Keywords

vulnerability; robustness; coastal management; feedback loops

Location

Session D1: Tools And Methods of Participatory Modelling

Start Date

12-7-2016 2:30 PM

End Date

12-7-2016 2:50 PM

Abstract

Adaption patterns undertaken by policy makers within their own jurisdiction may bump in adaptation patterns undertaken by others at their own level. The consequences of these interactions may lead to mutual reinforcement or to cancelling each policy maker’s adaptation capacity. In this presentation, we consider following Anderies (2014) that autonomous SES have their own adaptive management as an autonomous feedback loop. We take on seriously the concept of pluralism of agency in SES: any goal can be used as the root for a specific feedback loop. We identify the interactions between these loops to characterize transfers of vulnerability or robustness as a mechanistic process, without any need to assume some intention for transfer. We justify this representation through its capacity to encompass for narratives observed in coastal case studies in France, South Africa and England. This network of adaptation feedback loops, as a minimal representation of adaption in complex social ecological systems, enables to identify possible connections between adaptive management autonomous processes. We came up with five types of interactions including direct and indirect impacts generated by a process, but also competition on resources as well as sharing of infrastructure. We explain how this model encounters successfully for observed adaptation patterns facing transfer across stake, time and spatial scales, related to farm adaptation to drought, beach maintenance and flood insurance system. Sharing of infrastructure and elements of control appears as equally important among connections between adaptation processes. This weakness raises the issue of suitable policy arenas to handle these transfers.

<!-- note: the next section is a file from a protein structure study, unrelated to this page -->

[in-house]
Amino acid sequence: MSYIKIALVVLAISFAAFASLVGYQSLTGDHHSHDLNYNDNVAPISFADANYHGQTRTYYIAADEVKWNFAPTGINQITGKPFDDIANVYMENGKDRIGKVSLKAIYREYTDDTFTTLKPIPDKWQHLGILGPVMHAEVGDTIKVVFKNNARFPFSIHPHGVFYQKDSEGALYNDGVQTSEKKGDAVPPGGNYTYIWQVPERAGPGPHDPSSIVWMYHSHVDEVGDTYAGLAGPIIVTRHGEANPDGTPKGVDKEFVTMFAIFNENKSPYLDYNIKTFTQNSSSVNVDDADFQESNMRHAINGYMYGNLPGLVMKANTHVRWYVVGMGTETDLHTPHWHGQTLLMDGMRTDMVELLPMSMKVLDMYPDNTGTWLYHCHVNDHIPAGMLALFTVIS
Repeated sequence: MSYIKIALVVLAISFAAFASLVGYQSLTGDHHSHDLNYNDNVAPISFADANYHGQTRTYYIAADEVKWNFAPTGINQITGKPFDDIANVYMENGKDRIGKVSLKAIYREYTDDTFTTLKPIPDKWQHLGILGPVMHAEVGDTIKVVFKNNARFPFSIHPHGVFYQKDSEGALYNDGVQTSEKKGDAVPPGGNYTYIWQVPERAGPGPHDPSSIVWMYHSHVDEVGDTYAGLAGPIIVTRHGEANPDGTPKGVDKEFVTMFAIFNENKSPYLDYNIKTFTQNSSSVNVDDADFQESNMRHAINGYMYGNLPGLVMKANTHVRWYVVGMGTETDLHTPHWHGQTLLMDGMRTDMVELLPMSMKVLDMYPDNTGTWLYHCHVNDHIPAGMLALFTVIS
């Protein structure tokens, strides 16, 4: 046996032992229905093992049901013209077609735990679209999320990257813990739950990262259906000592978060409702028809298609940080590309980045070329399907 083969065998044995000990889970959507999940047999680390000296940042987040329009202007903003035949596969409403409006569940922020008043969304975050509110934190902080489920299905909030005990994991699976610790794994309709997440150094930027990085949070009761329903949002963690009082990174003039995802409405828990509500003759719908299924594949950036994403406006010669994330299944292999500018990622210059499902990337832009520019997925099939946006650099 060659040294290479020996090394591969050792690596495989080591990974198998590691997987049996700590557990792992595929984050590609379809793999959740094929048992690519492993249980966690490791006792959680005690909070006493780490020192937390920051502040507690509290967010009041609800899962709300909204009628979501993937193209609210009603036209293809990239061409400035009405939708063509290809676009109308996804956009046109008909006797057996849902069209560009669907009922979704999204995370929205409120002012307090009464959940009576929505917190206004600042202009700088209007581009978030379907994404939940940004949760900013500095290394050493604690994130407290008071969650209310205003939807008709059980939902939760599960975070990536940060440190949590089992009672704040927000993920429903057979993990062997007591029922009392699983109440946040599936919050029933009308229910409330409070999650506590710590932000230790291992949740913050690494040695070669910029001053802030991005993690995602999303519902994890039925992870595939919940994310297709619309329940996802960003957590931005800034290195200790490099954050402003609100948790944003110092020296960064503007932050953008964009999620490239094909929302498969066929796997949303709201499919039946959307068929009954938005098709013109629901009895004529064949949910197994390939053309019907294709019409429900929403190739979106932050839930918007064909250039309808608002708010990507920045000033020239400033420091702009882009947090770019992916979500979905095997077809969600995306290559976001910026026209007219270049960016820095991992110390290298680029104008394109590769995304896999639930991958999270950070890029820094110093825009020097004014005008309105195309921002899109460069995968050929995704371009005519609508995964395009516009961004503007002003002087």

Jul 12th, 2:30 PM Jul 12th, 2:50 PM

Modelling social ecological dynamics with transfers of vulnerability and robustness. Examples with adaptation to coastal vulnerability

Session D1: Tools And Methods of Participatory Modelling

Adaption patterns undertaken by policy makers within their own jurisdiction may bump in adaptation patterns undertaken by others at their own level. The consequences of these interactions may lead to mutual reinforcement or to cancelling each policy maker’s adaptation capacity. In this presentation, we consider following Anderies (2014) that autonomous SES have their own adaptive management as an autonomous feedback loop. We take on seriously the concept of pluralism of agency in SES: any goal can be used as the root for a specific feedback loop. We identify the interactions between these loops to characterize transfers of vulnerability or robustness as a mechanistic process, without any need to assume some intention for transfer. We justify this representation through its capacity to encompass for narratives observed in coastal case studies in France, South Africa and England. This network of adaptation feedback loops, as a minimal representation of adaption in complex social ecological systems, enables to identify possible connections between adaptive management autonomous processes. We came up with five types of interactions including direct and indirect impacts generated by a process, but also competition on resources as well as sharing of infrastructure. We explain how this model encounters successfully for observed adaptation patterns facing transfer across stake, time and spatial scales, related to farm adaptation to drought, beach maintenance and flood insurance system. Sharing of infrastructure and elements of control appears as equally important among connections between adaptation processes. This weakness raises the issue of suitable policy arenas to handle these transfers.